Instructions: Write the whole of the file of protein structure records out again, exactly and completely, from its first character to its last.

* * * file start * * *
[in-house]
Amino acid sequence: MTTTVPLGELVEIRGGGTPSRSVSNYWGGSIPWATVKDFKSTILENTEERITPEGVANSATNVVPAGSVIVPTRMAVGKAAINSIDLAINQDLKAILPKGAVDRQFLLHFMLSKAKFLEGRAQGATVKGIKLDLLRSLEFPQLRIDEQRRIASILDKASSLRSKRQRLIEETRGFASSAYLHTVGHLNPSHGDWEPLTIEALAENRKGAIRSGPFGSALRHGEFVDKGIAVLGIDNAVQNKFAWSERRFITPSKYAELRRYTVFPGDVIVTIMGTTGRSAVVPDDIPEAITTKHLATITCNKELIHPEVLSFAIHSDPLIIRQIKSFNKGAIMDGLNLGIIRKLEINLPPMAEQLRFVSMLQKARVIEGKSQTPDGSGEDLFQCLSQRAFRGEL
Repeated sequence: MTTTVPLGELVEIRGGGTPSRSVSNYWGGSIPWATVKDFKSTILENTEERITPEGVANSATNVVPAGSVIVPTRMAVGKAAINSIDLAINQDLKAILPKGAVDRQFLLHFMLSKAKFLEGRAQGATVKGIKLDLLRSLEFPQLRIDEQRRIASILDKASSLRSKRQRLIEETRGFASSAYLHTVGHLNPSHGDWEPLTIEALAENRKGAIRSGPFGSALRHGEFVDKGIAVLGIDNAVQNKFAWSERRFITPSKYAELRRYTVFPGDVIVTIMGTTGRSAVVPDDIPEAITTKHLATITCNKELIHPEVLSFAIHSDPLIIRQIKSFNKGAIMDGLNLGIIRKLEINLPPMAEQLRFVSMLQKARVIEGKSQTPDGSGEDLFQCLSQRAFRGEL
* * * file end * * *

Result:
[in-house]
Amino acid sequence: MTTTVPLGELVEIRGGGTPSRSVSNYWGGSIPWATVKDFKSTILENTEERITPEGVANSATNVVPAGSVIVPTRMAVGKAAINSIDLAINQDLKAILPKGAVDRQFLLHFMLSKAKFLEGRAQGATVKGIKLDLLRSLEFPQLRIDEQRRIASILDKASSLRSKRQRLIEETRGFASSAYLHTVGHLNPSHGDWEPLTIEALAENRKGAIRSGPFGSALRHGEFVDKGIAVLGIDNAVQNKFAWSERRFITPSKYAELRRYTVFPGDVIVTIMGTTGRSAVVPDDIPEAITTKHLATITCNKELIHPEVLSFAIHSDPLIIRQIKSFNKGAIMDGLNLGIIRKLEINLPPMAEQLRFVSMLQKARVIEGKSQTPDGSGEDLFQCLSQRAFRGEL
Repeated sequence: MTTTVPLGELVEIRGGGTPSRSVSNYWGGSIPWATVKDFKSTILENTEERITPEGVANSATNVVPAGSVIVPTRMAVGKAAINSIDLAINQDLKAILPKGAVDRQFLLHFMLSKAKFLEGRAQGATVKGIKLDLLRSLEFPQLRIDEQRRIASILDKASSLRSKRQRLIEETRGFASSAYLHTVGHLNPSHGDWEPLTIEALAENRKGAIRSGPFGSALRHGEFVDKGIAVLGIDNAVQNKFAWSERRFITPSKYAELRRYTVFPGDVIVTIMGTTGRSAVVPDDIPEAITTKHLATITCNKELIHPEVLSFAIHSDPLIIRQIKSFNKGAIMDGLNLGIIRKLEINLPPMAEQLRFVSMLQKARVIEGKSQTPDGSGEDLFQCLSQRAFRGEL